We will not abandon you in this time but pray for you and say again, we at Riverside are a refuge of peace for all and will not accept any religion—Christian, Muslim, Jew, Hindu, Buddhist, ANY—that refuses to accept you for the gift you are.  It is incumbent upon each religion and its practitioners and spokespersons to critically engage their religious teachings and stop persecuting Gay human beings.

We in the United States are living in a country that is terrorized by its own inhabitants. We are and have been perpetually at war now for more than fifteen years.  We are polluted by violence.

We pray in the words of the ancient Church:

Lord, have mercy.  Christ, have mercy.

~See you Sunday:: Pastor Bledsoe


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Why I March in PRIDE–A Pastor’s Perspective


“Hope will never be silent.”

Harvey Milk

 I have been marching in the PRIDE parade for a while now, since the mid or late 90s. I cannot remember the first march but I do recall that it wasn’t that big. Now the Washington DC Capitol PRIDE march is gigantic.  I don’t march because I’m Gay, I march because justice matters and human rights matter and sexual orientation should not be condemned any more than left-handed freckled people should be condemned.

I march in PRIDE because the Church has not only been silent through the centuries but it has been complicit in the deaths, torture and slow annihilation of GLBT human beings.  I march for the same reason I go to the Holocaust Museum each April and read names during the Days of Remembrance:  because Christians have some great atoning work to do for the sins they’ve committed in the name of the Savior.

Over two decades as a pastor, I’ve talked in my office to persons bearing the crushing weight of their family’s hatred; written letters and emails of support to individuals who desperately longed to serve God in a church that would authentically welcome them; I have buried persons abandoned by their families. I prayed at the Capitol with a colleague when Matthew Shepard was murdered…  I march because these scars do not go away any more than the scars were erased from the crucified Christ.  I march in PRIDE simply to humbly say, “I hear you.”  Not, “I know your pain,”  because I do not.  I can only imagine it. But I hear you and I’m willing to stand by you on a day when you declare to the world that you are not only out but you are, like Walt Whitman, willing to sing a song to yourself, love yourself and celebrate your humanity.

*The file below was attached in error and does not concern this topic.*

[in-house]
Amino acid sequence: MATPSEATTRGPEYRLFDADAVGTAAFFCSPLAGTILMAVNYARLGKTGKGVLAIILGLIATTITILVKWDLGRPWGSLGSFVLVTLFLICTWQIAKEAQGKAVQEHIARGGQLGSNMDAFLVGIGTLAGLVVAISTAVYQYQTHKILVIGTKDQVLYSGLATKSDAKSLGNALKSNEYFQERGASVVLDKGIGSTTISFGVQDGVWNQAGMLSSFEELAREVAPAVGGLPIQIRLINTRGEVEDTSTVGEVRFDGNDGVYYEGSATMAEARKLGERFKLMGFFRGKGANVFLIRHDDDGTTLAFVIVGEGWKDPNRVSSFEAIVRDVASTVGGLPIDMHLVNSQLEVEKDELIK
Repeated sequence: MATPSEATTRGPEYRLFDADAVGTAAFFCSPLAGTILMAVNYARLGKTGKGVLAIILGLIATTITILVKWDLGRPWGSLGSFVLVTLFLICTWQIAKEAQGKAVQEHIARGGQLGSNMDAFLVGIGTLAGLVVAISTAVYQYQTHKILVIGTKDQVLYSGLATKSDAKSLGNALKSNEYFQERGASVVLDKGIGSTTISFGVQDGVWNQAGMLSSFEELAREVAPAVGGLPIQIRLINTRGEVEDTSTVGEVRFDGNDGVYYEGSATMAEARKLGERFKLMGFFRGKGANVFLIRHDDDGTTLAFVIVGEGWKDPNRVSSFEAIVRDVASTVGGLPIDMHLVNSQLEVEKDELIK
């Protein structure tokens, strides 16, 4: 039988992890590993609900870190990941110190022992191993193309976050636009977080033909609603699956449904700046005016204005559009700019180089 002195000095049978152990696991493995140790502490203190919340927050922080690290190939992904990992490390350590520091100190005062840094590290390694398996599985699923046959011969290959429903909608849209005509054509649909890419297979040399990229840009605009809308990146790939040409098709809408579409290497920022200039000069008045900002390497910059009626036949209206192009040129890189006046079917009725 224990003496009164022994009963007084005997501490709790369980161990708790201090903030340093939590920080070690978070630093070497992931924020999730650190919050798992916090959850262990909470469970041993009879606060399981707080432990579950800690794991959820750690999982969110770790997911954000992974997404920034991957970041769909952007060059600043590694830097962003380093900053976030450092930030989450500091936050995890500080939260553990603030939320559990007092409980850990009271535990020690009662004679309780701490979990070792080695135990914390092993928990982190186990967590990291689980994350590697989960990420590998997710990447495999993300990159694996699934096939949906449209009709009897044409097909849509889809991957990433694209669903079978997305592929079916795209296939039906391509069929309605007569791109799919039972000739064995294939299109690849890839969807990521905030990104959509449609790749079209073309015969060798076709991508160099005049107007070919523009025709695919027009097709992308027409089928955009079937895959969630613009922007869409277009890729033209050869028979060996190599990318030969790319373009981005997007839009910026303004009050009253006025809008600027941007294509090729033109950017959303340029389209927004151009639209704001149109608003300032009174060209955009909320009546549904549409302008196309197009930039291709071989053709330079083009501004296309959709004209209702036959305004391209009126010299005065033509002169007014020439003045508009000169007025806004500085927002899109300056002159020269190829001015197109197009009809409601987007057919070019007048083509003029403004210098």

I also march for hope and joy.  I fondly remember when a group of us attended a showing of the film, MILK.  What an exciting moment to be together!  I have performed more “gay marriages” than straight marriages in the last three years.  I do not see LGBT persons threatening the institution of marriage but they are saving it by taking monogamous, loyal love seriously.  I have blessed children adopted by gay couples.  How joyful!  On this Saturday, I’ll be marching in another PRIDE parade. I am proud of you, GLBT brothers and sisters.  I hope for you, pray for you, advocate for and admire you.  I am fortunate to pastor a church that is inclusive.  Maybe some Sunday, you’ll walk into a worship service with us.  We won’t single you out as LGBT. We will simply embrace you as fully human and like all persons, as someone who bears the Image of God.

For the haters, the Christian homophobic self-righteous and those who insist on demonizing others who are different, I adjure you to repent.  Turn around from that hatred.  It only leads to hell.  To the scholars, the scribes who find a way to leverage the bible against the love of Christ, I adjure you, cease from this inhumane scholarship.   These, alas,  will pass away.  But faith, hope and love will abide.      And PRIDE.  ~See you Sunday